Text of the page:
I’m busy working on a commission for a painting. It is a larger version of the circular ring formed paintings that I have been working on for a while now. For me it is also a fairly large-scale work, measuring 120cm across and that hole in the middle being about 62cm.
The most recent smaller versions have often been essentially the bringing together of two colours, built up in numerous layers to gain an intensity of colour that causes the optical effects of the composition to work best. The initial layers being put on with acrylic paint and the later ones being oil for a better surface finish and greater depth to the colour.
For this larger work I decided to continue with the dark blues that I have been experimenting with and rely on Windsor Blue being layered on top of Cerulean Blue and just a touch of Phthalo Green. The green part though has been something of a new area for me. I’ve been working this area up with a mixture of Permanent Green Light and Cadmium Yellow.
So far so good, but then comes those final layers of glazed oil paint to bring the surface quality to where I want it to be. This has sent be deep into the bottom of box of oil paints looking for the appropriate shade of green. Like I said at the beginning, I don’t often use green. A fact that was confirmed by the discovery of the 37ml tube of Cadmium Green made by Windsor and Newton that I plan to use. The paper covering of the tube has yellowed with time, it took a while to get the cap off the tube, but inside the colour was fine. I’ve bought many tubes of paint over the years, most of which I can’t remember where and when I got them. But this one is an exception, it is a last remaining tube (along with a tube of violet, what I also rarely use) that remain from a set I was given when I started my Fine Art degree at Wimbledon School of Art in 1987.
Thirty-two years on this Cadmium Green is finally to see the light of day and edge my painting towards its own finishing line in 2019.
I’m reading Fingersmith by Sarah Waters at the moment. It is set in Britain during the Victorian era. It’s an atmospheric and descriptive read that conjures images in the mind of the reader of life in the back streets of London, life in a country house and at points also a lunatic asylum. Waters’ writing is excellent at pulling you into these worlds, the people, the struggles of life and in the case of Fingersmith, the deceptions that could play out in these places.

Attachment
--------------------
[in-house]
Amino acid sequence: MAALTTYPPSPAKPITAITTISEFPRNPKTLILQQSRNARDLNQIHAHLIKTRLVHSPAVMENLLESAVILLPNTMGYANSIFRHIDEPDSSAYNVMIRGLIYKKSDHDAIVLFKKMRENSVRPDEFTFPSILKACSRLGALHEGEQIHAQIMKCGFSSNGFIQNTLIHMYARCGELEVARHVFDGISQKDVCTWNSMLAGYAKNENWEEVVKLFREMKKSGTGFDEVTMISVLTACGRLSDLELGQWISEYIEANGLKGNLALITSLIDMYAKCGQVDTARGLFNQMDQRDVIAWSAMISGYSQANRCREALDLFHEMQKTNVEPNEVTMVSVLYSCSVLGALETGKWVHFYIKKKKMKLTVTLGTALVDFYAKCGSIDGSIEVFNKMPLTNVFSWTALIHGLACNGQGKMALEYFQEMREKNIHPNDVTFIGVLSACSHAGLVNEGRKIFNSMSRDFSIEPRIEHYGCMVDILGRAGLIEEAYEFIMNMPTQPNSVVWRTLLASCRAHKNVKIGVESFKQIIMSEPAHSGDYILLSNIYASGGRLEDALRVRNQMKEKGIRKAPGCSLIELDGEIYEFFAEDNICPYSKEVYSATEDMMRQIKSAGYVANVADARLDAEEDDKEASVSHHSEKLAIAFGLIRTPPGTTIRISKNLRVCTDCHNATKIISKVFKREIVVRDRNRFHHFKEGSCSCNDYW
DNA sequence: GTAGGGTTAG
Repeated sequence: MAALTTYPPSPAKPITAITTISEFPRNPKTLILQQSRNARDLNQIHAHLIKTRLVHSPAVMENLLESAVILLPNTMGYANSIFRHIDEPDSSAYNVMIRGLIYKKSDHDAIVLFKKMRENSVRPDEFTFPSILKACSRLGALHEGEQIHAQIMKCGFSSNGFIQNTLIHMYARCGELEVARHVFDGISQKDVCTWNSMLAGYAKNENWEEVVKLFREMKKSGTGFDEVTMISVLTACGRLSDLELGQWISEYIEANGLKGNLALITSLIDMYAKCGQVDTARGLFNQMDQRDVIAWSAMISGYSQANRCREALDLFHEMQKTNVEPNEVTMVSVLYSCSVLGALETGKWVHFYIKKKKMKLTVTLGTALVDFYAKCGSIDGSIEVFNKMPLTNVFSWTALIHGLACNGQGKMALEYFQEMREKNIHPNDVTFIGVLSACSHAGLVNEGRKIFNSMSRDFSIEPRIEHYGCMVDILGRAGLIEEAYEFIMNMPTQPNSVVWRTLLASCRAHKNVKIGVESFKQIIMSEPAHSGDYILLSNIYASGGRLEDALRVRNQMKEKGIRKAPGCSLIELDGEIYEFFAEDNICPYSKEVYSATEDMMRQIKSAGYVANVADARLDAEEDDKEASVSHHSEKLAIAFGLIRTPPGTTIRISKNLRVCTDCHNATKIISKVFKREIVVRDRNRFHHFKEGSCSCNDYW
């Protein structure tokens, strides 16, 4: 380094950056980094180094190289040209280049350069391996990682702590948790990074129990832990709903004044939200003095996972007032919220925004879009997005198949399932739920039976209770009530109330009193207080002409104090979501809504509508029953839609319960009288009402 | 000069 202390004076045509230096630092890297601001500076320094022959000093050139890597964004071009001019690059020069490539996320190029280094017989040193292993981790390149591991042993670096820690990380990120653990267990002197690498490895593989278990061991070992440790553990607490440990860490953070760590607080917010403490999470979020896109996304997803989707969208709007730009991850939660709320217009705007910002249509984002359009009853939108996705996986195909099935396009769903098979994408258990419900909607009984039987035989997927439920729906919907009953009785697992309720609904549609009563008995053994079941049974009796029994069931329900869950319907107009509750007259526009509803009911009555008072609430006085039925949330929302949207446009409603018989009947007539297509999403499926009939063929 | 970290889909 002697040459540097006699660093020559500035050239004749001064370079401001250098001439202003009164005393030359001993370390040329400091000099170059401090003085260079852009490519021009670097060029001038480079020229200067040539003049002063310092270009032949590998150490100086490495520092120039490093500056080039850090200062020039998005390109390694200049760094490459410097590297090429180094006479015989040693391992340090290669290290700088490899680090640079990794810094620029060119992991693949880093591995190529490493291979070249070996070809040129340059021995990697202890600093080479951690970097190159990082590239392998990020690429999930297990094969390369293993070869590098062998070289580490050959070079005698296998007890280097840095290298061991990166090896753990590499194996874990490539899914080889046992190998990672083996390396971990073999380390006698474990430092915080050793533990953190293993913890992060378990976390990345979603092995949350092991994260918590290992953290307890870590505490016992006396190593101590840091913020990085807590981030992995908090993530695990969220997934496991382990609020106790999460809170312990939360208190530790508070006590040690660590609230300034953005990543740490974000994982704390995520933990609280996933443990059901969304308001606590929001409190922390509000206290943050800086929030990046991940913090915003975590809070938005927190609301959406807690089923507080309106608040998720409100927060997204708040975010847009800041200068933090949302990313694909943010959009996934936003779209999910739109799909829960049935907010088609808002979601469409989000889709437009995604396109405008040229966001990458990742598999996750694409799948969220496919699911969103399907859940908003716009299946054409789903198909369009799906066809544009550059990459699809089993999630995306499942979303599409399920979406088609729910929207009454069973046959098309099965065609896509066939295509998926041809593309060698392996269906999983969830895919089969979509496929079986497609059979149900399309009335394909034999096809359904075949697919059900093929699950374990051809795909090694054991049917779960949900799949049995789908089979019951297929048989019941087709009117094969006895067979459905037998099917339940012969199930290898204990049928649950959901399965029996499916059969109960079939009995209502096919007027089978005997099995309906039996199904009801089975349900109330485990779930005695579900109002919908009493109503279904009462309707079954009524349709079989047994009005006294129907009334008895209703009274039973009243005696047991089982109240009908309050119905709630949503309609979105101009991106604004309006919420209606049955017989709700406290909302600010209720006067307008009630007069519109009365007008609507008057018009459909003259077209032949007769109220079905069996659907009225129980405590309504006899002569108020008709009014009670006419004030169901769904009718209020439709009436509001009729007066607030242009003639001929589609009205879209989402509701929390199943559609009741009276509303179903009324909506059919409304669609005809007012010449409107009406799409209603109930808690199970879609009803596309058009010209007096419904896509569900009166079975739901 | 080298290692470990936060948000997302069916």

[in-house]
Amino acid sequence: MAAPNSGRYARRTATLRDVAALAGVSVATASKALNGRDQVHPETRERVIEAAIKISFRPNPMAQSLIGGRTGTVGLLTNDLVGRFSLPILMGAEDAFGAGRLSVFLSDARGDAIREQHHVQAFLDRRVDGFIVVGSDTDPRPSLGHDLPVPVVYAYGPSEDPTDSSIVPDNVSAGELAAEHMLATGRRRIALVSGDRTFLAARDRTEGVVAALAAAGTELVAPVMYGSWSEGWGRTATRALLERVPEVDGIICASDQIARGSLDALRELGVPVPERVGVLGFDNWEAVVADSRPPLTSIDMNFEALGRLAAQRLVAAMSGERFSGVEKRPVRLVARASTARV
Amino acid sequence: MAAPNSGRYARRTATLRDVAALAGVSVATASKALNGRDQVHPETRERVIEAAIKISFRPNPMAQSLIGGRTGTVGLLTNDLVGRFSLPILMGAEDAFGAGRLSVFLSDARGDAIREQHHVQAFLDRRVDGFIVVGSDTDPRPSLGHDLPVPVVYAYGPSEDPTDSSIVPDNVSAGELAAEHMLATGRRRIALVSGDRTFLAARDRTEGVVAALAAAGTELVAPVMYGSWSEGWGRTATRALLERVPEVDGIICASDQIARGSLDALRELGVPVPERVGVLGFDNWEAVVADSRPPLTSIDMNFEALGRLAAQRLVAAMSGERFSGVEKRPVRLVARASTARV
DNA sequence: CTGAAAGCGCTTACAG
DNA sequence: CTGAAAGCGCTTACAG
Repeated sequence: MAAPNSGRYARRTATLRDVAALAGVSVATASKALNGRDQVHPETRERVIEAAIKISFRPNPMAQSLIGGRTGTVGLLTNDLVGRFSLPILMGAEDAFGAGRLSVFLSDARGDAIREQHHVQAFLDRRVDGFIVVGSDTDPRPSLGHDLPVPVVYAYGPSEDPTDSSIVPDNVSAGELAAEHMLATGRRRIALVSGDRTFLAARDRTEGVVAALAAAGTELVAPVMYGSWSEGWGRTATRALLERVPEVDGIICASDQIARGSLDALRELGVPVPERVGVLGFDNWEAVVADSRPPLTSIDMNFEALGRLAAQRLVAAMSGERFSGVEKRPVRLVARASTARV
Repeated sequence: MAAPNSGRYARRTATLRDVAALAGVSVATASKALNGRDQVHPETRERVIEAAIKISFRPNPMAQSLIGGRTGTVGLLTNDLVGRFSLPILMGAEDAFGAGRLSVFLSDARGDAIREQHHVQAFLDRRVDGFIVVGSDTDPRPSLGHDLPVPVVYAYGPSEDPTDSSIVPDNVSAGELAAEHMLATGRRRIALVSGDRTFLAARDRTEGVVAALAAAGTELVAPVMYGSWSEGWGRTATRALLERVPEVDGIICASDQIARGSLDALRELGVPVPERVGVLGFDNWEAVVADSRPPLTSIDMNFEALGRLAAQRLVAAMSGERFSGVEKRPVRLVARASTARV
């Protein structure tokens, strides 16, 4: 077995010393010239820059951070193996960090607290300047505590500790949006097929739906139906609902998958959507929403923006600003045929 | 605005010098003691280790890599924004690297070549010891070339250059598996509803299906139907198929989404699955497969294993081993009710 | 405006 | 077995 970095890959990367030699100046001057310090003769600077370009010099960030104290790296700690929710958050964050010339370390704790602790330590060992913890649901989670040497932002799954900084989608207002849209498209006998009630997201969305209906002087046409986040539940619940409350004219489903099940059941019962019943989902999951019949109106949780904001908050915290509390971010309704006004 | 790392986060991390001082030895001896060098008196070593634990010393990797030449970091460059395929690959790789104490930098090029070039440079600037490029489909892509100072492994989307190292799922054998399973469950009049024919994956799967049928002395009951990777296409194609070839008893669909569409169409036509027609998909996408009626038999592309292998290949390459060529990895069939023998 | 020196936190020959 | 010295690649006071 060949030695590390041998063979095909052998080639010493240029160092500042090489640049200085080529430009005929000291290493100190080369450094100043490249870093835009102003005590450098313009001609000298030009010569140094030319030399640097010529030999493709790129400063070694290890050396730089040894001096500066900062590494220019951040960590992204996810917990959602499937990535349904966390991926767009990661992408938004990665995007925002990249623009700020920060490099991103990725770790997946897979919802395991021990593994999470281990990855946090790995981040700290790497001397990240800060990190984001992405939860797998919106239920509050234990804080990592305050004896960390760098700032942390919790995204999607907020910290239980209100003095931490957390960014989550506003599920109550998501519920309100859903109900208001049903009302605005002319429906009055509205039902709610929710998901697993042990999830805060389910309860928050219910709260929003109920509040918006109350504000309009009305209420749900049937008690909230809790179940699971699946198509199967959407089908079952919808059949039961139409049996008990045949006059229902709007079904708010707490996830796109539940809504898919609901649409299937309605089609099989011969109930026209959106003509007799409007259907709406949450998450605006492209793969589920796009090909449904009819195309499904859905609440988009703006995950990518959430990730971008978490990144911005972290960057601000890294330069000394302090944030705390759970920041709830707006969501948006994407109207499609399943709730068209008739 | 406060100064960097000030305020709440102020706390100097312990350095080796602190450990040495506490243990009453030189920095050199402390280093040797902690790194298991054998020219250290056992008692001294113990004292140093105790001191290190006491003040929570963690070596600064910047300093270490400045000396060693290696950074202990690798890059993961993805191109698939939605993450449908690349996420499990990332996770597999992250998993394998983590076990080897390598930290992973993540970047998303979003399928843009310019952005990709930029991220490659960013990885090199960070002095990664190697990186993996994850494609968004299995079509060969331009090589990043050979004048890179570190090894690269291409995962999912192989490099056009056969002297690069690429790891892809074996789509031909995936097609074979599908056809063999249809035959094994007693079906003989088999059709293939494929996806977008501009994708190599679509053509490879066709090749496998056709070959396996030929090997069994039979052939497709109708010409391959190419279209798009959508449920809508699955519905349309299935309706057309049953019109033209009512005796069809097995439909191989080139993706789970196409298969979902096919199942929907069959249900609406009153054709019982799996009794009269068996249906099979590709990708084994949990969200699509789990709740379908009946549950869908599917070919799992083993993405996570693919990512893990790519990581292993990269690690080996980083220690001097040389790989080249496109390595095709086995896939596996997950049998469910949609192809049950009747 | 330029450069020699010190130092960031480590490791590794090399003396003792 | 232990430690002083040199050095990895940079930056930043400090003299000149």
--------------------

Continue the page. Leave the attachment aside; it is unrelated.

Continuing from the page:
I travelled to The Drendtsmuseum in the northern Dutch town of Assen to catch the last day of the Sprezzatura – fifty years of Italian painting 1860-1910 exhibition, wondering whether my insights from Waters’ book may be relevant in the way I viewed the exhibition. The seventy or so paintings from various Italian museums cover very much the Victorian period. In the end though, I have to conclude that I found only limited parallels and overlaps. Britain in the second half of the of the nineteenth century was of course a very different place in comparison to the newly established and unified country of Italy. Equally, northern Europe and southern Europe were in terms of landscape, traditions and politics also very different places.
The exhibition pitches in on trying to catch the diversity of artistic focuses in this period, but ultimately seems to get a little stranded in the middle ground between thematic approaches that artists took in their choice of content in the their work and technical and painterly innovations and developments.
We move from history painting to travel paintings, from gritty realism to luscious handling in idealized figure painting and from innovative painterly technical experiments to gushing symbolism. There is also space for sentimentality and tragedy. All in all, although I really quite enjoyed looking at the displayed work, it left me feeling a little confused by the switch from one sub-group of paintings to the next.
Italy must have been a country searching for an identity in this turbulent period, and in this sense the curating of the exhibition may well be an appropriate and fitting approach. But in terms of a clear direction or theme that helps the viewer work their way through an exhibition it was a difficult path to find.
In the train on the way home I’ll be returning to my book. Fingersmith certainly has an easier narrative to follow.